Health Care

Affordable Care Act & Healthcare Reform

9 in 10 Texans who buy Marketplace coverage get financial help.

Thanks to the Affordable Care Act (ACA), more than 20 million Americans, including around 1 million Texans, have gained health coverage.

how the ACA has narrowed racial and ethnic disparities in access to health care
Commonwealth Fund, How the Affordable Care Act Has Narrowed Racial and Ethnic Disparities in Access to Health Care, January 2020

Equity in Focus

With the Affordable Care Act, uninsured rates nationally have dropped for all racial and ethnic groups. At the same time, racial and ethnic disparities in access to health coverage and care have narrowed. States that expanded Medicaid made more progress, but even in states that have not, like Texas, disparities in coverage rates have narrowed. 


In Texas, over 1 million people bought coverage for 2020 through the Health Insurance Marketplace established by the ACA, making the ACA the main reason our state’s uninsured rate has improved since 2013. Roughly 9 in 10 Texans who buy Marketplace coverage get financial help to lower their monthly premium. Each year, Texans benefit from about $5 billion in federally funded Marketplace subsidies, which are essential to connect low and moderate income Texans to coverage.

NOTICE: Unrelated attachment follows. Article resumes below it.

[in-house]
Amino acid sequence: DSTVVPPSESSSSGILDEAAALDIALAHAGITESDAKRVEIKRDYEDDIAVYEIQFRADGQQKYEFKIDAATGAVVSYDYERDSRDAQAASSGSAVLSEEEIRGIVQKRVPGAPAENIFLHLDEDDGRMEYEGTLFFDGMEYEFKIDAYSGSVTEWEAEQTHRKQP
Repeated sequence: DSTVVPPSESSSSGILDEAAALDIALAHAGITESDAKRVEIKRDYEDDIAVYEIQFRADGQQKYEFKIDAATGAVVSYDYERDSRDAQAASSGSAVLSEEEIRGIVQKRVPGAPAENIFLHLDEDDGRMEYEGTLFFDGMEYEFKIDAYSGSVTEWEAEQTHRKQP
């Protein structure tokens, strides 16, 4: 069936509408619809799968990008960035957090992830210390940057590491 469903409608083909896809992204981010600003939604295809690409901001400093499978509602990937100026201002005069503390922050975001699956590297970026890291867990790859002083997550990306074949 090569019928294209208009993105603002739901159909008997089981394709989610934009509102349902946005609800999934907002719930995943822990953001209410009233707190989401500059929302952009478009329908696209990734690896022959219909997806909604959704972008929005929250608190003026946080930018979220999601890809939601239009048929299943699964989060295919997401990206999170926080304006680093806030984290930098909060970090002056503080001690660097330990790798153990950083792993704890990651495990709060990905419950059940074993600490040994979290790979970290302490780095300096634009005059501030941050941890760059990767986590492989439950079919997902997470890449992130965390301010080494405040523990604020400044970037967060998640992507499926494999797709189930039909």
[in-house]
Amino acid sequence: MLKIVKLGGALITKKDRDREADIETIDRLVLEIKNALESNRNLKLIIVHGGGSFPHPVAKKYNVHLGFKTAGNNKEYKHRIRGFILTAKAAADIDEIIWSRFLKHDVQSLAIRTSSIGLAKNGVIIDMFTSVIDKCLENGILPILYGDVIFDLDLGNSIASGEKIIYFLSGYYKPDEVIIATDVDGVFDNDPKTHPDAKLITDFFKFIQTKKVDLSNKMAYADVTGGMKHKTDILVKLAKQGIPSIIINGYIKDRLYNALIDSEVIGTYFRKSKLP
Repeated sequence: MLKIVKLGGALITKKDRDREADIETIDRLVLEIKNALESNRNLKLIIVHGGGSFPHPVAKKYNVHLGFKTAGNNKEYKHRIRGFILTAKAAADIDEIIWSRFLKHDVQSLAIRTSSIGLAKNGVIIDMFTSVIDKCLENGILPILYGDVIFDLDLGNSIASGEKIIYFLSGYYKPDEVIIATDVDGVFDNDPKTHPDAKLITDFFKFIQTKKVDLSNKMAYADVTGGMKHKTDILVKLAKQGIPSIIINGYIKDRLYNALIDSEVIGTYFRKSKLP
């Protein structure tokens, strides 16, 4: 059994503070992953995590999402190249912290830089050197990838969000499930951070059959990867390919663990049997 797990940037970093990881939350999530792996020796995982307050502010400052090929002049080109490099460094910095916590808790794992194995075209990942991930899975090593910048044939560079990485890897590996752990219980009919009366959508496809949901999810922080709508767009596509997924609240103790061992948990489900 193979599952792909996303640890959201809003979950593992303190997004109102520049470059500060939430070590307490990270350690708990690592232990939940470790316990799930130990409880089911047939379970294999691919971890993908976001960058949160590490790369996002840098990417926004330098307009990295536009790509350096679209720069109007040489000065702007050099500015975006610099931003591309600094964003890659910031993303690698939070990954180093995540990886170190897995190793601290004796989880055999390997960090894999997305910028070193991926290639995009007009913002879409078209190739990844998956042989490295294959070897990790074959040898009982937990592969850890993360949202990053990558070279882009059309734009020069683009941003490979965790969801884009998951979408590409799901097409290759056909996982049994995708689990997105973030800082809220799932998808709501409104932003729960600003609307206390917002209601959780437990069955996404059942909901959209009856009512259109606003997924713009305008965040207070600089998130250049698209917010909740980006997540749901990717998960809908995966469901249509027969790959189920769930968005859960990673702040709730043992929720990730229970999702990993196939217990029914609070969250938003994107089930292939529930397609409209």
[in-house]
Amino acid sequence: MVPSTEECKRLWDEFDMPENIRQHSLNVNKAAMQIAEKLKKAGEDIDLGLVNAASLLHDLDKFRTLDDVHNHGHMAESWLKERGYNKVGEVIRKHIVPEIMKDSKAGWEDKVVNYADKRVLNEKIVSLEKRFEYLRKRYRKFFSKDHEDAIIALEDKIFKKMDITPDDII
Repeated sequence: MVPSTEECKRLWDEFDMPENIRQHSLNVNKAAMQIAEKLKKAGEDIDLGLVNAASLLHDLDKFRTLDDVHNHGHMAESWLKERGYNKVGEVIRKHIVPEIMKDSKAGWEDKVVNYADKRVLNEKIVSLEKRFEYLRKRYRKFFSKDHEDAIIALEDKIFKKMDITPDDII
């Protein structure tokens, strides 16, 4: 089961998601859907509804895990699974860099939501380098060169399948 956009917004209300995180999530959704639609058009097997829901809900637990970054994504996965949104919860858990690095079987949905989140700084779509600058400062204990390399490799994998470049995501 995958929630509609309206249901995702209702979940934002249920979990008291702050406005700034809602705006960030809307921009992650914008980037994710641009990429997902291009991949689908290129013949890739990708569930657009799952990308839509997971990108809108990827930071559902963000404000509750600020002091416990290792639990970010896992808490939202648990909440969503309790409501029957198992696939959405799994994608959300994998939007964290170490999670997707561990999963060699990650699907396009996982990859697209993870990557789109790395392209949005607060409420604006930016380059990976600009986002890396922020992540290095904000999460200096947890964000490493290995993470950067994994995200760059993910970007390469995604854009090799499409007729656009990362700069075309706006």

The ACA also put into place critical protections for the nearly 5 million non-elderly Texans with pre-existing health conditions. Before the ACA, if you bought coverage on your own, not through a job, health insurance companies could deny coverage or charge more to people with pre-existing conditions, and these plans often failed to cover essential health care like maternity, behavioral health, and prescription drugs.  

Despite coverage gains in Texas due to the ACA, we still have the nation’s highest uninsured rate — and it’s getting worse. One reason is because Texas is one of just 14 states that has failed to expand Medicaid, an option under the ACA that could cover 1.5 million uninsured adults living in or near poverty. States like Texas without any form of Medicaid expansion have no subsidized coverage for working-poor adults because the ACA subsidies are generally available only above the poverty line.

Starting in 2017, a range of policies put in place at the federal level, such as huge cuts to funding for outreach, enrollment assistance, and marketing has made it harder to enroll in coverage.

Our Staff

Rachel Cooper

Director, Health & Food Justice

Brittney Taylor-Ross

Senior Policy Analyst, Health & Food Justice

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